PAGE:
The combination of traditional and new archaeological techniques at the site of the ancient Roman city of Italica, near Seville, has led to an important series of finds including an amphitheatre and a group of public buildings surrounded by a perimeter wall.
By combining the techniques of resistivity mapping, which measures the degree of resistance to an electric current put up by objects or buildings underground, and ground-based radar, and integrating the information they provide with data gathered from construction debris found just below the surface, it has been possible to make a three-dimensional plan of the site. “One of the most significant aspects of the method we have used is that we now have a complete picture of the buried town without actually having excavated”, says Dr Simon Keay of the University of Southampton, a member of the British team working at the Italica site.
Italica was originally founded by Scipio Africanus in 206 BC but it was rebuilt by the Emperor Hadrian in the middle of the 2nd century AD. The recent studies have shown that Hadrian’s Nova Urbs is in stark contrast to other Roman towns in southern Spain because it is entirely Hellenistic in character. This indicates that the town was invested by the Emperor with great cultural and propagandistic significance.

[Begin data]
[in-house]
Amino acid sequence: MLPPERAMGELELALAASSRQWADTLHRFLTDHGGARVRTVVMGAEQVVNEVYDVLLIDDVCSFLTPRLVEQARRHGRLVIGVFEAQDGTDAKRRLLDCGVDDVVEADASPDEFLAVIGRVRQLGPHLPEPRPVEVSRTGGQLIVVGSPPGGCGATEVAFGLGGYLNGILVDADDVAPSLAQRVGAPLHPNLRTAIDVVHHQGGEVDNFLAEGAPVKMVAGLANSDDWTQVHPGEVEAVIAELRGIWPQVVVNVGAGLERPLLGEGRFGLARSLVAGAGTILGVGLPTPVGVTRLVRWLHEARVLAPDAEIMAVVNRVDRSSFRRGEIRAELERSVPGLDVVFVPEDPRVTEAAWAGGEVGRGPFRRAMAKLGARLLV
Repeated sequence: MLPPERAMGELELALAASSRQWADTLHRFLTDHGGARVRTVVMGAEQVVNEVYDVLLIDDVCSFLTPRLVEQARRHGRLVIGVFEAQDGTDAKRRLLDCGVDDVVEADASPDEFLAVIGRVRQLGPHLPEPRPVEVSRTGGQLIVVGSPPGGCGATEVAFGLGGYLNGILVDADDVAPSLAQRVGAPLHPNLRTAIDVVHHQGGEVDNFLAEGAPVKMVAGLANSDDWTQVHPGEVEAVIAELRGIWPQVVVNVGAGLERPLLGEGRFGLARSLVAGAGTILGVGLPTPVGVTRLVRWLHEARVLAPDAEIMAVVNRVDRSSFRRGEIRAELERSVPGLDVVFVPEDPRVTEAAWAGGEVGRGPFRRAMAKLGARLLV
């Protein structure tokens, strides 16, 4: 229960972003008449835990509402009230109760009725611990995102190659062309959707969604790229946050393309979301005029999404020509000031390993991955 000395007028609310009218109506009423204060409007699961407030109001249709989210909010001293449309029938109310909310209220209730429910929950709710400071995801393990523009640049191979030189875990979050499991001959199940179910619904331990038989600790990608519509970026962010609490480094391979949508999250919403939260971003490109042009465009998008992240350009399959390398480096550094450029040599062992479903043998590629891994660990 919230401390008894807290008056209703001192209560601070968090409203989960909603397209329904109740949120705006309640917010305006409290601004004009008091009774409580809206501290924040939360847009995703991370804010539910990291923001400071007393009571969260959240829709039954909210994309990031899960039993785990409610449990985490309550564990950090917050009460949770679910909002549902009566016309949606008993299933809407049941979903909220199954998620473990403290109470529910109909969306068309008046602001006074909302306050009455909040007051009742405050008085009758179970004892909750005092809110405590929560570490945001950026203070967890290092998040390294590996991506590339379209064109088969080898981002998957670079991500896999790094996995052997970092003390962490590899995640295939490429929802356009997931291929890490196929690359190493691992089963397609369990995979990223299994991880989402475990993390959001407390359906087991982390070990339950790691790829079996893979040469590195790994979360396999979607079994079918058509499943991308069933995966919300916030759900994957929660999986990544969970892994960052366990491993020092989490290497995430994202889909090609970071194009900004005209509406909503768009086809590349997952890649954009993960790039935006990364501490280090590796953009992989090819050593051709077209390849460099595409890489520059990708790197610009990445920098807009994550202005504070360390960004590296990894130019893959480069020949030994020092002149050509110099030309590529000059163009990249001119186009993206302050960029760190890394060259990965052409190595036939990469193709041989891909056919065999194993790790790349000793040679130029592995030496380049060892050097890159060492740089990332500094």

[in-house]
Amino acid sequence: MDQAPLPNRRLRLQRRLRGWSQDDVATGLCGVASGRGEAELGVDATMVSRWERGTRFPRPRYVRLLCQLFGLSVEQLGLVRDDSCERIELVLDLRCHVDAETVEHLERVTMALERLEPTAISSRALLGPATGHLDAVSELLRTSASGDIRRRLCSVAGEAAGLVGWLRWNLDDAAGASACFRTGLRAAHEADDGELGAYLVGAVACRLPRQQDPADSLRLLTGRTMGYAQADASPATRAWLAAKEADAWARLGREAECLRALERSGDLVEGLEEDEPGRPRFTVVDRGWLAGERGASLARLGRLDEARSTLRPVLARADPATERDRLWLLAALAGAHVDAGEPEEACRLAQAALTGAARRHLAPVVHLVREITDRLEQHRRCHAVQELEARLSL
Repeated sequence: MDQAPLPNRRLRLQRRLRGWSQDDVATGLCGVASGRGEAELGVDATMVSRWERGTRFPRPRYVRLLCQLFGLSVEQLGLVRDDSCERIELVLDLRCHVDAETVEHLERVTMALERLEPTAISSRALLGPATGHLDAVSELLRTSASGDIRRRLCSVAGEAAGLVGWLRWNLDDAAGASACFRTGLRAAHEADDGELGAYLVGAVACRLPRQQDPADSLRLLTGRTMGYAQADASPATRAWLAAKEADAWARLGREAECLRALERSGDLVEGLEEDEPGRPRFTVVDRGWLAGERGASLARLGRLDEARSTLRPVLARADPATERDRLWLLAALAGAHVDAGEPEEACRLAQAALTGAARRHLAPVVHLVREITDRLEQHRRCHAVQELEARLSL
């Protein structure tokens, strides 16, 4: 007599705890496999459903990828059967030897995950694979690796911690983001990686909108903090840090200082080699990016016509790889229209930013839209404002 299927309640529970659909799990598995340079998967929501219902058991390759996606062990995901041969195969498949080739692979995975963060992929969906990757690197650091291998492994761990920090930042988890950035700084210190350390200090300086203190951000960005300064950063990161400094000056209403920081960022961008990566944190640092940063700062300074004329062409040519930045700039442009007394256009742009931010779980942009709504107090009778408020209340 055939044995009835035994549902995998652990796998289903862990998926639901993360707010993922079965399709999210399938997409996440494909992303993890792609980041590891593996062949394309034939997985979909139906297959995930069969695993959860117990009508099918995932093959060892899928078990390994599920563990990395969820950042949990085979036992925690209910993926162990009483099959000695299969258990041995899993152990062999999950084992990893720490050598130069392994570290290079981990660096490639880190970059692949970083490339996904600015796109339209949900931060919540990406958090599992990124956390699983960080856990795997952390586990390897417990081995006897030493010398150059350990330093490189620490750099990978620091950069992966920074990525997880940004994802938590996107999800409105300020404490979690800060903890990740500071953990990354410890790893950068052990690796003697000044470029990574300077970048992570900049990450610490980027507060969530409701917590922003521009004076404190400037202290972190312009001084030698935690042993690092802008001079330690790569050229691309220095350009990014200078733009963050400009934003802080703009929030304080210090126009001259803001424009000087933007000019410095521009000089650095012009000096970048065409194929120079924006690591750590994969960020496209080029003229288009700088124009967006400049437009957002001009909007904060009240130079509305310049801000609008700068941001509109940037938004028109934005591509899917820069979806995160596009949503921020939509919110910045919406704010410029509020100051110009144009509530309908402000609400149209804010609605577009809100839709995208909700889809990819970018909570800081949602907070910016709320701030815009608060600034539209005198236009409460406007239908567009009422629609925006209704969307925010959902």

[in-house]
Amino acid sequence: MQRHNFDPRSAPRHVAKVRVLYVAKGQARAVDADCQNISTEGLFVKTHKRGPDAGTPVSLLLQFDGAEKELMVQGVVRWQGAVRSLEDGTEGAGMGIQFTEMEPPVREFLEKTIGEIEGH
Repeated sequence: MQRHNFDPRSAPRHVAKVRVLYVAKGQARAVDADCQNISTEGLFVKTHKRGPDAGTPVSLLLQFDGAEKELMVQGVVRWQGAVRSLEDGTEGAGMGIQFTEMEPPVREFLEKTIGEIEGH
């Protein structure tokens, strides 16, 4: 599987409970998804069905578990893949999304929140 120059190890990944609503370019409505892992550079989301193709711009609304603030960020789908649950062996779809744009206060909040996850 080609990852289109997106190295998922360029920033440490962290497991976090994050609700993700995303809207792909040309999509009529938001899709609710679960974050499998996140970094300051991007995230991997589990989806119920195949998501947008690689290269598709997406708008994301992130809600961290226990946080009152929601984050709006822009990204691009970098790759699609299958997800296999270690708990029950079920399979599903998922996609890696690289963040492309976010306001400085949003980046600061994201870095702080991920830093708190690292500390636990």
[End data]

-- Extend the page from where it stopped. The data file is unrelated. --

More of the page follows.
The British team, whose work has been co-ordinated by the Spanish archaeologist José Manuel Rodríguez Hidalgo, also includes David Jordan, of English Heritage’s Ancient Monuments Laboratory, who devised the computer programme for integrating the results of the various archaeological techniques, and John Crighton of King Alfred College, Winchester.
Dr Keay is also directing the excavations at the Iberian and Roman settlement of Celti in Peñaflor (Seville), where similar techniques are being used. “Celti”, he says, “is a more normal settlement and it is helping us to understand what the development of Roman towns and the process of Romanisation was in Betica (Andalusia). Our work at Italica on the other hand has shown that town to be so much more exceptional than was thought.”